Setting Foot on the Shores of Connemara & Other: Writings
by Tim Robinson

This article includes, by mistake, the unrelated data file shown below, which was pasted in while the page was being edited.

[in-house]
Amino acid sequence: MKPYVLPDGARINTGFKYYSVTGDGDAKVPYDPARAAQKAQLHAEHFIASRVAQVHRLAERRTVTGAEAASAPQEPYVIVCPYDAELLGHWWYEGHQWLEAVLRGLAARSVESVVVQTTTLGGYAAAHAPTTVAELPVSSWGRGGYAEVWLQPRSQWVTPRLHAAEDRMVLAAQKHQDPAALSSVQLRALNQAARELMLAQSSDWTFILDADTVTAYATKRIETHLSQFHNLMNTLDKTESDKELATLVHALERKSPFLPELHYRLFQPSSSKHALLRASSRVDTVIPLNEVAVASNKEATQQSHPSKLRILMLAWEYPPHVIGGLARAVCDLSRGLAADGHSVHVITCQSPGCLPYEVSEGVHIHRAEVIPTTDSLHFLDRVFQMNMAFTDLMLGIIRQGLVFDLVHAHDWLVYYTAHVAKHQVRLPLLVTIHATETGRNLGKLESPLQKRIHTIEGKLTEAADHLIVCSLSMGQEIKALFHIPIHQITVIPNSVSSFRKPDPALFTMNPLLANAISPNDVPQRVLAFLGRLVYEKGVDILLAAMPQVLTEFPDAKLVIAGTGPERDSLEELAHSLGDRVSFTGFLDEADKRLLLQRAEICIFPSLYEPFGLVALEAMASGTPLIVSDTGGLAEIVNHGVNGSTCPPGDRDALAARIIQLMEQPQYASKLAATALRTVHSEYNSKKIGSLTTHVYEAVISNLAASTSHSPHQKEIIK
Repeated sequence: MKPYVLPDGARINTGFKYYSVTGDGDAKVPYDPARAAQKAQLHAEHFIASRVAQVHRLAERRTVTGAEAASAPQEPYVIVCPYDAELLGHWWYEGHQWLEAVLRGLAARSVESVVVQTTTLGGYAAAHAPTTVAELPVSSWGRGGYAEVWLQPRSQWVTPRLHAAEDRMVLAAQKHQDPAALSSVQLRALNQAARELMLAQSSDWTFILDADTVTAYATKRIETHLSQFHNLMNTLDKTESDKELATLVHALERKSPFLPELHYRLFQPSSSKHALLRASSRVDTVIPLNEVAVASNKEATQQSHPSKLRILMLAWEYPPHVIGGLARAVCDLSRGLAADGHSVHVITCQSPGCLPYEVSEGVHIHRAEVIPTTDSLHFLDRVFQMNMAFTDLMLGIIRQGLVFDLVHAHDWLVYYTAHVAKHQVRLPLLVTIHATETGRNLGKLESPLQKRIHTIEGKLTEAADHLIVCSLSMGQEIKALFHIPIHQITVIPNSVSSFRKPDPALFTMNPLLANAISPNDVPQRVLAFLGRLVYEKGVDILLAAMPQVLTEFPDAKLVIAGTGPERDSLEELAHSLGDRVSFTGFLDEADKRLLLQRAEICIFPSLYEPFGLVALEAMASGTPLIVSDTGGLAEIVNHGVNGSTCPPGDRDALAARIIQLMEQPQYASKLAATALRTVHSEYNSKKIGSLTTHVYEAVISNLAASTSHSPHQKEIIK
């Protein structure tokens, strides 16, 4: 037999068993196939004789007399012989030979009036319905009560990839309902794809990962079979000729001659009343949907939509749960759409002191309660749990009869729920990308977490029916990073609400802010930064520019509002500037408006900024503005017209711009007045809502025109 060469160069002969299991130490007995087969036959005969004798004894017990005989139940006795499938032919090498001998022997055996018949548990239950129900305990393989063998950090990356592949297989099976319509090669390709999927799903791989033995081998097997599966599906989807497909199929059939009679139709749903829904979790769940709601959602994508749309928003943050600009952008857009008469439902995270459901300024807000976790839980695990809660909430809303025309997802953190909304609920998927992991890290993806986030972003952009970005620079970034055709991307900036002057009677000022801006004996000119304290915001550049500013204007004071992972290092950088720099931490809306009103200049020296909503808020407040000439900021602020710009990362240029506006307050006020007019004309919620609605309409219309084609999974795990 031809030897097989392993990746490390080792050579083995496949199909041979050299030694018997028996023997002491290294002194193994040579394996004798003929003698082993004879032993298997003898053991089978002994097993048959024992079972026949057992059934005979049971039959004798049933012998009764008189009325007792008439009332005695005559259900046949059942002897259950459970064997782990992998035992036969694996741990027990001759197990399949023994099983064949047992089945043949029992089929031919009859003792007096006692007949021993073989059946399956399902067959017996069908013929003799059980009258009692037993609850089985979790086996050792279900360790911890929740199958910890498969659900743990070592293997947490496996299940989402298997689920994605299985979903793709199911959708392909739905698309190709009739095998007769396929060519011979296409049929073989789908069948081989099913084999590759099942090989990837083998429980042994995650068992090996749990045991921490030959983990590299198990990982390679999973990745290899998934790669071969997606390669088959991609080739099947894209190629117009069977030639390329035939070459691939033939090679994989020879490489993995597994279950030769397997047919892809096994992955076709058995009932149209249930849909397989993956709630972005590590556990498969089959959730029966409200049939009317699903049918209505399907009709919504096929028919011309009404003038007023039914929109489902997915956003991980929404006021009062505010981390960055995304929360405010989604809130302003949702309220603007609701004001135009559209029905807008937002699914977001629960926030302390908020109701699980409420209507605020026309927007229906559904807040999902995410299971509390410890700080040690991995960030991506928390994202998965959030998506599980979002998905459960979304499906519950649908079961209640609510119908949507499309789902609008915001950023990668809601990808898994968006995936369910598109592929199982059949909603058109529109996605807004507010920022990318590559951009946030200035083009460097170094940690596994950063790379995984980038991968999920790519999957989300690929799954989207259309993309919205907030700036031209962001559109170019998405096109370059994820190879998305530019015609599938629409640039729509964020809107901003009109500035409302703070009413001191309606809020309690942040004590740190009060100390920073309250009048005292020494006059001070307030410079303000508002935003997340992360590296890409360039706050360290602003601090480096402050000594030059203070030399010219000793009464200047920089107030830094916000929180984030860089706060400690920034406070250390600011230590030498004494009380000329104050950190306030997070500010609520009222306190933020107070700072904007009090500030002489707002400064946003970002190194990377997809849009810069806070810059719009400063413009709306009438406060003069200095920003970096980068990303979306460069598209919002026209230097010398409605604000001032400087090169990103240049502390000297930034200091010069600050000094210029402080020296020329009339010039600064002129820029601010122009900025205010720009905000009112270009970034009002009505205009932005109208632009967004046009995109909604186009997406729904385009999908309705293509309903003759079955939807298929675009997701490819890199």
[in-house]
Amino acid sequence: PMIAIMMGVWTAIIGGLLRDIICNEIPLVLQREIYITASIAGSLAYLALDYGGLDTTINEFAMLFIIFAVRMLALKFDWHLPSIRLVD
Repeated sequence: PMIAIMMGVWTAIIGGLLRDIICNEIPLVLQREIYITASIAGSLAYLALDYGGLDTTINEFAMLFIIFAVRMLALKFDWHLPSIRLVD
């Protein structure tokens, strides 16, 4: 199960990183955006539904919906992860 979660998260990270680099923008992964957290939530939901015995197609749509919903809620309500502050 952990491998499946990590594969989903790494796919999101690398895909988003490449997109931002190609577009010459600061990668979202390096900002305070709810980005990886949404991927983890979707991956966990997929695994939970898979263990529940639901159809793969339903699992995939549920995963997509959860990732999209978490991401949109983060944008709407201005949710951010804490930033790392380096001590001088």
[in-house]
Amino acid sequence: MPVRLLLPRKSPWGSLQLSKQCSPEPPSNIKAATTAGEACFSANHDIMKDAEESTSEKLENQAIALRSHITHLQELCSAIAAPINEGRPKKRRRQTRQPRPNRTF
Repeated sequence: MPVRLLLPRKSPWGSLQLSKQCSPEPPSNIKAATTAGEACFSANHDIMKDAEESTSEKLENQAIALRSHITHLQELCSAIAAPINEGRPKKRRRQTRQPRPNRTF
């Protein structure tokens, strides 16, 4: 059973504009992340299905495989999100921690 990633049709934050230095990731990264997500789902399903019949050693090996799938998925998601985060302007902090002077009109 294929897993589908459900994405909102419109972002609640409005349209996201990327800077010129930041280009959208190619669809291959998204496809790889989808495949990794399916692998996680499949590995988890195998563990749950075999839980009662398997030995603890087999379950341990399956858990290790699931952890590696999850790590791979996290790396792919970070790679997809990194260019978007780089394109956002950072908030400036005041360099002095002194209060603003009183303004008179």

Masterful essays about nature, geography, and life in the mysterious and unique lands of western Ireland Tim Robinson is one of Ireland's finest ... Show synopsis Masterful essays about nature, geography, and life in the mysterious and unique lands of western Ireland Tim Robinson is one of Ireland's finest natural history writers. His magisterial two volume work, Stones of Aran, has been called the best non-fiction writing to come out of Ireland in the last quarter century -- a "revelation of total environment" (Irish Times), "truly exquisite" (Irish Press), a "rich and great book" (George MacKay Brown), and a "wonderful achievement" (Seamus Deane). This collection of essays is a perfect introduction to Robinson's work, an exquisite blend of various disciplines and a pleasurable reading experience. Since the early '70s Robinson has been stepping into spacetime, mapping the unknown by way of the known. He captures the numinous in a net of words and images, and creates his own illuminated manual of memory. In these fourteen related pieces we witness a great writer, artist, and cartographer united with his subject, conveying the vivid experiences of exploring and mapping some of Ireland's most fascinating places -- the Aran Islands, the Burren, and Connemara. The title essay elevates the map-maker's craft into art. "The View from Errisberg" integrates landscapes by way of topography, botany, and geology. "Space, Time, and Connemara" is a dazzling survey of the archaeology and human geography of the West, while "A Connemara Fractal" is a fascinating autobiographical excursion through Cambridge and the consequences of mathematics, geometry, and geology, towards landscape theory. Other essays rehearse the potencies of discovery: botanical, archaeological, and personal. Some are anecdotal, some meditative; each is individually conceived as a workof literature. Robinson's manner of work has been described as an encyclopedia with soul, a skillfully organized mass of information enriched by a poetic touch. Or, as Robinson himself describes it: "Education, vocabulary, information, even wit, imagination, sensibility -- these are teeth tensed to snap together, pressing out too-ready formulations; the mind aches with the stress of holding them apart, preserving the space in which words can think themselves into shape".